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Next Trump-Biden debate will have new rules to aid ‘orderly discussion’

US President Donald J. Trump (L) and Democratic presidential candidate Joe Biden (R) participate with Moderator Chris Wallace (C) in the first 2020 presidential election debate at Samson Pavilion in Cleveland, Ohio, USA, 29 September 2020. The first presidential debate is co-hosted by Case Western Reserve University and the Cleveland Clinic. EPA-EFE/JIM LO SCALZO

ALLIANCE, Ohio, Sept 30 (Reuters) - The group that manages U.S. presidential election debates said on Wednesday it will take steps to bring order to the final two contests between President Donald Trump and Joe Biden, following widespread criticism.

By Jarrett Renshaw and Trevor Hunnicutt

The 90-minute debate on Tuesday night was chaotic, marred by the Republican president’s constant interjections and interruptions of both his Democratic rival and the host, as well as Biden’s angry rejoinders.

The Commission on Presidential Debates, a nonpartisan group that has organized the events since 1988, said it would make unspecified changes to the format to prevent chaos.

“Last night’s debate made clear that additional structure should be added to the format of the remaining debates to ensure a more orderly discussion of the issues,” the group said in a statement, adding that it is “carefully considering the changes that it will adopt and will announce those measures shortly.”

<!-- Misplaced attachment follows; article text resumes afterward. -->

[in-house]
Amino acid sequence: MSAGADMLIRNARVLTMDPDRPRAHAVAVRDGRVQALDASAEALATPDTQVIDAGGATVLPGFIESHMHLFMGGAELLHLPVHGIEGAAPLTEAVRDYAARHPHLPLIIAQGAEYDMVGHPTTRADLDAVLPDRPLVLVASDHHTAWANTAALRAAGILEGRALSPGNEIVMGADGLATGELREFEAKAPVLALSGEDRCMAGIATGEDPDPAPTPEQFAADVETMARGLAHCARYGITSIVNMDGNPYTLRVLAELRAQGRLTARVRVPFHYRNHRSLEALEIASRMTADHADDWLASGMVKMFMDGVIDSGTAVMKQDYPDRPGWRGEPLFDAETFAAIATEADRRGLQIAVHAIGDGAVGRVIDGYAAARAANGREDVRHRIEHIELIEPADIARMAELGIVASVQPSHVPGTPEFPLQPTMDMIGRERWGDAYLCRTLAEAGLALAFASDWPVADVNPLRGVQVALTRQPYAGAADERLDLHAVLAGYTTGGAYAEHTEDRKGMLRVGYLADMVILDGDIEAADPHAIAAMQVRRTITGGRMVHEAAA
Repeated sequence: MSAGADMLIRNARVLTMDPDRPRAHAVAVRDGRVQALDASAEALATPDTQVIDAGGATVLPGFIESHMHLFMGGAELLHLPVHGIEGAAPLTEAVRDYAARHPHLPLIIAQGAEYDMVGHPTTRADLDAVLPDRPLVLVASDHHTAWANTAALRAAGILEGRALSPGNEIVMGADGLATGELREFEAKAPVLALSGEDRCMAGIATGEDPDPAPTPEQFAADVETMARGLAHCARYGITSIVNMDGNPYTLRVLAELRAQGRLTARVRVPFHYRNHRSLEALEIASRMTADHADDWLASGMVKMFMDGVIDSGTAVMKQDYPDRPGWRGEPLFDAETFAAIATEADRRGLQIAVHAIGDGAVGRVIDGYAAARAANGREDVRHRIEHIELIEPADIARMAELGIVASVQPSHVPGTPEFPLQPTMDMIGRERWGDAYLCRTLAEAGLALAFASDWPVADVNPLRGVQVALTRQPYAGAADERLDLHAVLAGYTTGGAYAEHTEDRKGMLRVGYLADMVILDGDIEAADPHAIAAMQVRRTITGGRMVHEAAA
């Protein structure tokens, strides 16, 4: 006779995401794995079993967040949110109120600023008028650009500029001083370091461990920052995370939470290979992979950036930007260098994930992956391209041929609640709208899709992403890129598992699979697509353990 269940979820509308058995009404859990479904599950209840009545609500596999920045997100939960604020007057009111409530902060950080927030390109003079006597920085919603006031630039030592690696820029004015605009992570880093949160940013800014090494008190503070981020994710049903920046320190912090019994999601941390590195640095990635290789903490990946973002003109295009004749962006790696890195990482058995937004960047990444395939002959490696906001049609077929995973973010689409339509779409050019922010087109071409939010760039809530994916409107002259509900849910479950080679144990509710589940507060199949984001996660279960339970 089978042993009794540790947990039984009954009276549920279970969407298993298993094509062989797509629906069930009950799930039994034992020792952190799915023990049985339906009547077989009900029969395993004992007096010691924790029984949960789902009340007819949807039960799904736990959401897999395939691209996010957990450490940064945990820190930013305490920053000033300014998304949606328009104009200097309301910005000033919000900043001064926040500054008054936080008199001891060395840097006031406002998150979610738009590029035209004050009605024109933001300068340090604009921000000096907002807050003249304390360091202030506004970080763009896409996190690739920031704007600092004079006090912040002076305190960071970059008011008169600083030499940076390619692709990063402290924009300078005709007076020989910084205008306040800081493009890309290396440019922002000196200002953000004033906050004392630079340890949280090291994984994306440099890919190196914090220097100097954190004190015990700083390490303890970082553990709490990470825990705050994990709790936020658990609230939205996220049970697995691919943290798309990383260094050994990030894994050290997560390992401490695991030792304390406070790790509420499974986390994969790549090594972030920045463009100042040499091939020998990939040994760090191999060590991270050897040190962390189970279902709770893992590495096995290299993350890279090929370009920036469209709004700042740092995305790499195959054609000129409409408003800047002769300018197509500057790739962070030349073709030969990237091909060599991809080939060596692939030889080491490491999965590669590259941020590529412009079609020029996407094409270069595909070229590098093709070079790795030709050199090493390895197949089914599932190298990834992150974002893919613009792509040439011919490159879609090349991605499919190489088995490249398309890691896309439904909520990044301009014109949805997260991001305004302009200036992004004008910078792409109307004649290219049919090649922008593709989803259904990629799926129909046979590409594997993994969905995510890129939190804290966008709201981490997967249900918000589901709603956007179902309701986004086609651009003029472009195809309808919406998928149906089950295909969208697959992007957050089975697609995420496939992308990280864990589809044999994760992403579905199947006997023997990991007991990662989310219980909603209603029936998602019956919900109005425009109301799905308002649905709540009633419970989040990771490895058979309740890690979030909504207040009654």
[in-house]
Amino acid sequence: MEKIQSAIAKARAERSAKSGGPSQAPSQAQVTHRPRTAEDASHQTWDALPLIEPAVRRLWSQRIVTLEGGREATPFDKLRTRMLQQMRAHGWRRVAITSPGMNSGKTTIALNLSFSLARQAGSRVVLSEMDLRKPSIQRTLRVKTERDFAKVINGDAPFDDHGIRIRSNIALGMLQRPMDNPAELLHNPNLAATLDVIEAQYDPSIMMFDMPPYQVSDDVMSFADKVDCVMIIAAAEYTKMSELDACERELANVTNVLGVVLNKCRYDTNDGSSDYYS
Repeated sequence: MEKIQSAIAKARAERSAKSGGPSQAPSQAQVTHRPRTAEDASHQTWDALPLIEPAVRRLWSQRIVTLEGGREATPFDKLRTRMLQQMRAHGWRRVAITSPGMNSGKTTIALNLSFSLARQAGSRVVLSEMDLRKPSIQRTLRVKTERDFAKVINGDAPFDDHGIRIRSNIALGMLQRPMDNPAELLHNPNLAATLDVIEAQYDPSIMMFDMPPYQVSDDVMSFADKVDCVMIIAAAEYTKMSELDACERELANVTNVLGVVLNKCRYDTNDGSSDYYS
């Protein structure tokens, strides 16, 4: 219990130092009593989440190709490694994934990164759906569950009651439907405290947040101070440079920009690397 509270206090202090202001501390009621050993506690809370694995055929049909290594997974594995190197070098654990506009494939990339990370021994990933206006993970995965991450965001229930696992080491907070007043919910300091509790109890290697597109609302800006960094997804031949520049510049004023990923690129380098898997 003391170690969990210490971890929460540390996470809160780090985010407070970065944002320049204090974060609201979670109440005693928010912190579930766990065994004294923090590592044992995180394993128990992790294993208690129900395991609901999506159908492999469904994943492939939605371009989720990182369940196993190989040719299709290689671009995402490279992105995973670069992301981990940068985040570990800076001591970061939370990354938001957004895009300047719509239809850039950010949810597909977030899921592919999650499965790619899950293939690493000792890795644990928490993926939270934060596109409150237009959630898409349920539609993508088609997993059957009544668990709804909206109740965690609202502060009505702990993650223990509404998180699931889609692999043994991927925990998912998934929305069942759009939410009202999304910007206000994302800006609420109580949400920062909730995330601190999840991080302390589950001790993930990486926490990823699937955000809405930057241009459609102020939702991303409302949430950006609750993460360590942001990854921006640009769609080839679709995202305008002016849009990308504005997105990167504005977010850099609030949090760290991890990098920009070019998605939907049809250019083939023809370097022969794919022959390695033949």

Biden said in a campaign stop on Wednesday that he hoped organizers of future debates would be able to turn off the microphone of the candidate who is not speaking.

“It was a national embarrassment,” Biden said of the debate and Trump’s performance. “I am not going to speculate what happens at the second or third debate.”

Trump, meanwhile, was critical of the debate’s moderator, Fox News anchor Chris Wallace.

“Chris had a tough night,” Trump posted Wednesday morning on Twitter, calling the debate a “two on one” fight.

The debate commission defended Wallace, thanking him “for the professionalism and skill he brought to last night’s debate” and promising “additional tools to maintain order.”

The candidates for vice president will debate next Wednesday, followed by two more presidential debates between Trump and Biden later in October. (Reporting by Trevor Hunnicutt in New York and Jarrett Renshaw in Alliance, Ohio; editing by Scott Malone, Diane Craft and Cynthia Osterman)

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Comments - Please in order to comment.

  • M D Fraser says:

    There’s little to choose between these two. Like two dogs barking through a fence at each other. Anyway, we all know it’s not the President who runs the country, it’s the ones pulling the hidden strings. Same in most countries.
    Look what Obama promised and compare against what he actually achieved/promised. Will be more of the same next time, and the next…

    • Christopher Bedford says:

      *Hidden* strings? That’s a laugh. In US politics, all the policy is out in the open. The decisions are made in the two Houses of Congress. No strings. Just getting vetoed by vested interests.

  • Colleen Dardagan says:

    There is a difference between a civilised debate and a street fight – I wonder if Trump knows that. As in 2016 we seen two candidates who are not fit for office in the US election.

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